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This Miami oasis is a clever example of how to design with Florida’s landscape in mind

Max Strang and EBL Partners implement thoughtful architecture and design, like exterior 'fins' and floor-to-ceiling windows, to craft a private abode that exalts its lush setting.

BY December 20, 2022
Miami Oasis
Max Strang refers to his architectural style as “environmental modernism.” These are climate-driven, site-specific designs that respond to the setting. (Photo by Venjhamin Reyes)

“I wanted something very transparent,” says architect Max Strang of the glass-clad home he designed on tony Sunset Island in Miami’s Biscayne Bay. His firm, Strang Design, is celebrated for its waterfront properties, in which such openness would seem almost a given. Here—on a roughly one-third-acre, landlocked lot—it is a particularly daring choice. With no solid wall between the house and the street, you can see through the structure into the backyard. “Even though it’s on the ground, it feels like a tree house,” he adds. And while such a structure could leave its inhabitants feeling exposed, Strang’s clever design—along with some thoughtful landscaping—lends a sense of privacy.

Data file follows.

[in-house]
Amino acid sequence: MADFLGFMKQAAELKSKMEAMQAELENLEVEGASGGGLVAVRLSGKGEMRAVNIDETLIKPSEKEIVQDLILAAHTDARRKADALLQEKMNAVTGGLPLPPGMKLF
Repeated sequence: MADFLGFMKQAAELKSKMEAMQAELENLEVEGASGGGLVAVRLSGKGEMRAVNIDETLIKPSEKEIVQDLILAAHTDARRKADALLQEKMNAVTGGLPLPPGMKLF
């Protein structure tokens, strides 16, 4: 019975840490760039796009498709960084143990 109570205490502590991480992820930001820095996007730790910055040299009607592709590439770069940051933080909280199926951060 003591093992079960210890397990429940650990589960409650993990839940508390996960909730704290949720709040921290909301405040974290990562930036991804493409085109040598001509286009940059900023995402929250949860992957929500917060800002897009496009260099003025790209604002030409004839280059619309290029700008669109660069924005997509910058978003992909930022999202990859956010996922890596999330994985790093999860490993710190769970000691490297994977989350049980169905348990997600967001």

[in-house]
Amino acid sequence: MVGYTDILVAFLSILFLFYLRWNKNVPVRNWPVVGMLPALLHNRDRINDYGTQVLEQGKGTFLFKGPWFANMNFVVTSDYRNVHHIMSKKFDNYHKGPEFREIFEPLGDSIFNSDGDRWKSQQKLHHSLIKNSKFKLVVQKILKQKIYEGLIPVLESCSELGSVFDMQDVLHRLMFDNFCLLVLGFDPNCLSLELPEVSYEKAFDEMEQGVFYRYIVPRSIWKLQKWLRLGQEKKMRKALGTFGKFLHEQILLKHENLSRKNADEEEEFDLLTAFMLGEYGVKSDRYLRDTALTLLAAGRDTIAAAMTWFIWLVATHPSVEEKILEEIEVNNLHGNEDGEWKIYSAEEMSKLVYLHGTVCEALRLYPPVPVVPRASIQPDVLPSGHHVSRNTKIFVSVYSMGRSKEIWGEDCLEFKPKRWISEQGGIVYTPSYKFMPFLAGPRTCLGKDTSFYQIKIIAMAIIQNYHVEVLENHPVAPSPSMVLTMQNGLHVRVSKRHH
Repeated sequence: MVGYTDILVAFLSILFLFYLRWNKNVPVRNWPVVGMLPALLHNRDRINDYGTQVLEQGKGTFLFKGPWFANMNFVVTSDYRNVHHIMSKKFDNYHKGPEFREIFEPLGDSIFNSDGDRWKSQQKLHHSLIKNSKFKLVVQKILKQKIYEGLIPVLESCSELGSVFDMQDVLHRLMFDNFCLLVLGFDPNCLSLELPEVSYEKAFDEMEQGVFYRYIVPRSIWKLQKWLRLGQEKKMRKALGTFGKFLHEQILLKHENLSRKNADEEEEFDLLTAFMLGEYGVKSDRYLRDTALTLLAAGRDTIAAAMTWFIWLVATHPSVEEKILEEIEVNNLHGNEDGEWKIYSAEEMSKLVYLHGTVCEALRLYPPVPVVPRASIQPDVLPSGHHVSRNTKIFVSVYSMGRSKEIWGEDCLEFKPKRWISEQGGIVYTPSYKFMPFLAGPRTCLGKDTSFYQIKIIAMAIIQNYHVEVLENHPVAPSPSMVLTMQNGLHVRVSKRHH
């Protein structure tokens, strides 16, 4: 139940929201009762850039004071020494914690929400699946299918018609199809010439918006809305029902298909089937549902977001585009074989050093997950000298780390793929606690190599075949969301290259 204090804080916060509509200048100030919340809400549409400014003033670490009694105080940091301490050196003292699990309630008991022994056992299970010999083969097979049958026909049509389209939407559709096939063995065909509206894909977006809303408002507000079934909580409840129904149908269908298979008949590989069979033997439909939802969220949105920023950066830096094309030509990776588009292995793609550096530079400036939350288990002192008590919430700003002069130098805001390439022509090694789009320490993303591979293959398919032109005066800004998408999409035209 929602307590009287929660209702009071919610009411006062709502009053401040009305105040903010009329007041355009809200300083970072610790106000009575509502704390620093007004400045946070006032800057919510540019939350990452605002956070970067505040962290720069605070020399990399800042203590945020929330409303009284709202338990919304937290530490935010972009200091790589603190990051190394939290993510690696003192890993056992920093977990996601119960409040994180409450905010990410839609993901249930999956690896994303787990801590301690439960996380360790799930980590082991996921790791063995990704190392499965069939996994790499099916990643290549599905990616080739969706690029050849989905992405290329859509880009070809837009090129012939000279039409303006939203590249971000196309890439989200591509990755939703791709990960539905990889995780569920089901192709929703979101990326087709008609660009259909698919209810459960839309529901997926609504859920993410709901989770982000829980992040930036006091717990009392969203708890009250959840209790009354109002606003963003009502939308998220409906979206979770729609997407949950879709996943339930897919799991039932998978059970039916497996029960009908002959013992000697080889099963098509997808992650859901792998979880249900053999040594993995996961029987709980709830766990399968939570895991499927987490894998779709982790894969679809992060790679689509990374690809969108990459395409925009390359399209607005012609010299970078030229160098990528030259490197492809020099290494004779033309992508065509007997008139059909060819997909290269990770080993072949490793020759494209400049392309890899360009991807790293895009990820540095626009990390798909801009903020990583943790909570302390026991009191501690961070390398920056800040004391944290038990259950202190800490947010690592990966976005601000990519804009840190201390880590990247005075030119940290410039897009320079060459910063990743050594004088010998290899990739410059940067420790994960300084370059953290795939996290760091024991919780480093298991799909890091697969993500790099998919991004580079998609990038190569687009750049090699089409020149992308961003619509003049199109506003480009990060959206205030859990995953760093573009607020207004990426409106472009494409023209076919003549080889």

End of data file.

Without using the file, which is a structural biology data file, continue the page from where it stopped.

To achieve this balance architecturally, a series of deep ‘fins’ run from the ground up to the roof and around the building. Unless you’re looking at the home straight on, it reads as fairly solid. “The design’s intentional asymmetry and consistent vertical lines naturally draw the eye upward, lending intrigue,” he says. The fins also soften the direct sunlight coming in, while the double-height windows allow a lot of indirect light from both sides to enter the somewhat narrow structure. This minimizes solar gain and the need for artificial lighting during the day, factors that are key to Strang’s approach. “Environmental modernism is in our firm’s DNA.” The passive design also allows for excellent cross ventilation, maintaining a delightful temperature for several months during the year, that is, when it’s not stiflingly hot in Florida.

Although the house appears to be built out of wood, the exterior is clad in thin slabs of porcelain tile imported from Italy, supplied and installed by Naples-based EBL Partners. The product has several advantages over wood, EBL’s Audrey Healey says, including durability, which is important in this hurricane-prone region. It can, she says, also be printed to look like a variety of hardwoods as well as stone and concrete. “The technology is just so much better as far as the graphics on the tile that make it appear like whatever it is you’re going for. It used to be so obvious, but now a lot of people can’t tell the difference.” In other places, such as the pool area, it is easier to install than the concrete it resembles. 

For Strang, the choice between wood and tile is a constantly recurring conversation with his clients in the subtropics. “The question is whether they want to constantly maintain real wood to keep that rich, deep color,” he explains. (Without maintenance, wood in this climate will eventually turn heather gray, with a more beachy look.) Porcelain means a lasting and dependable, warm appearance without all the bother.